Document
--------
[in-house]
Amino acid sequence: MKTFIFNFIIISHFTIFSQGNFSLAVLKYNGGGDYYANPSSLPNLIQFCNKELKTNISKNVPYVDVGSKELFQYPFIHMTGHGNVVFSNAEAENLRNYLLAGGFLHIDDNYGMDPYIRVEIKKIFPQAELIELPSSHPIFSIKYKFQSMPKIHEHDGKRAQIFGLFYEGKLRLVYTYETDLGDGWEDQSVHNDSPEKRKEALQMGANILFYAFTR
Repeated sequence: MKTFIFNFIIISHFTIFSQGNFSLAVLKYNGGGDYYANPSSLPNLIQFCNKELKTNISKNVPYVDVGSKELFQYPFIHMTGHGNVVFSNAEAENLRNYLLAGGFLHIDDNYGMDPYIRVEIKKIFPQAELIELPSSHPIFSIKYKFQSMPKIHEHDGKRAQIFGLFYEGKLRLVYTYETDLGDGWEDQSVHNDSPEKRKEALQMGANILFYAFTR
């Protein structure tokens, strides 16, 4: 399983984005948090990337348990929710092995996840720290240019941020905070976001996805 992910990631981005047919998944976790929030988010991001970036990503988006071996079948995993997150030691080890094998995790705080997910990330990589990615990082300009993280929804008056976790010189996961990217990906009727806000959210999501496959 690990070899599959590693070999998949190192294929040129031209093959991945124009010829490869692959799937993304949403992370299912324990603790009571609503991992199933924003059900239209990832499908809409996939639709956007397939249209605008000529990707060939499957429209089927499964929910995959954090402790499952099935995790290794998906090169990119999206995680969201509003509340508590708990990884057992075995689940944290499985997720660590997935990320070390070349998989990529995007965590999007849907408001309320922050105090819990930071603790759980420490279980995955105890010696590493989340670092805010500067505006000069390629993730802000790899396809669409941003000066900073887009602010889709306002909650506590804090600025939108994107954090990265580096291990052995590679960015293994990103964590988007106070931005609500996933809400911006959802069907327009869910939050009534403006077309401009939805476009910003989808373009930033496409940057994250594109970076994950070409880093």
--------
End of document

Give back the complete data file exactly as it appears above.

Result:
[in-house]
Amino acid sequence: MKTFIFNFIIISHFTIFSQGNFSLAVLKYNGGGDYYANPSSLPNLIQFCNKELKTNISKNVPYVDVGSKELFQYPFIHMTGHGNVVFSNAEAENLRNYLLAGGFLHIDDNYGMDPYIRVEIKKIFPQAELIELPSSHPIFSIKYKFQSMPKIHEHDGKRAQIFGLFYEGKLRLVYTYETDLGDGWEDQSVHNDSPEKRKEALQMGANILFYAFTR
Repeated sequence: MKTFIFNFIIISHFTIFSQGNFSLAVLKYNGGGDYYANPSSLPNLIQFCNKELKTNISKNVPYVDVGSKELFQYPFIHMTGHGNVVFSNAEAENLRNYLLAGGFLHIDDNYGMDPYIRVEIKKIFPQAELIELPSSHPIFSIKYKFQSMPKIHEHDGKRAQIFGLFYEGKLRLVYTYETDLGDGWEDQSVHNDSPEKRKEALQMGANILFYAFTR
């Protein structure tokens, strides 16, 4: 399983984005948090990337348990929710092995996840720290240019941020905070976001996805 992910990631981005047919998944976790929030988010991001970036990503988006071996079948995993997150030691080890094998995790705080997910990330990589990615990082300009993280929804008056976790010189996961990217990906009727806000959210999501496959 690990070899599959590693070999998949190192294929040129031209093959991945124009010829490869692959799937993304949403992370299912324990603790009571609503991992199933924003059900239209990832499908809409996939639709956007397939249209605008000529990707060939499957429209089927499964929910995959954090402790499952099935995790290794998906090169990119999206995680969201509003509340508590708990990884057992075995689940944290499985997720660590997935990320070390070349998989990529995007965590999007849907408001309320922050105090819990930071603790759980420490279980995955105890010696590493989340670092805010500067505006000069390629993730802000790899396809669409941003000066900073887009602010889709306002909650506590804090600025939108994107954090990265580096291990052995590679960015293994990103964590988007106070931005609500996933809400911006959802069907327009869910939050009534403006077309401009939805476009910003989808373009930033496409940057994250594109970076994950070409880093």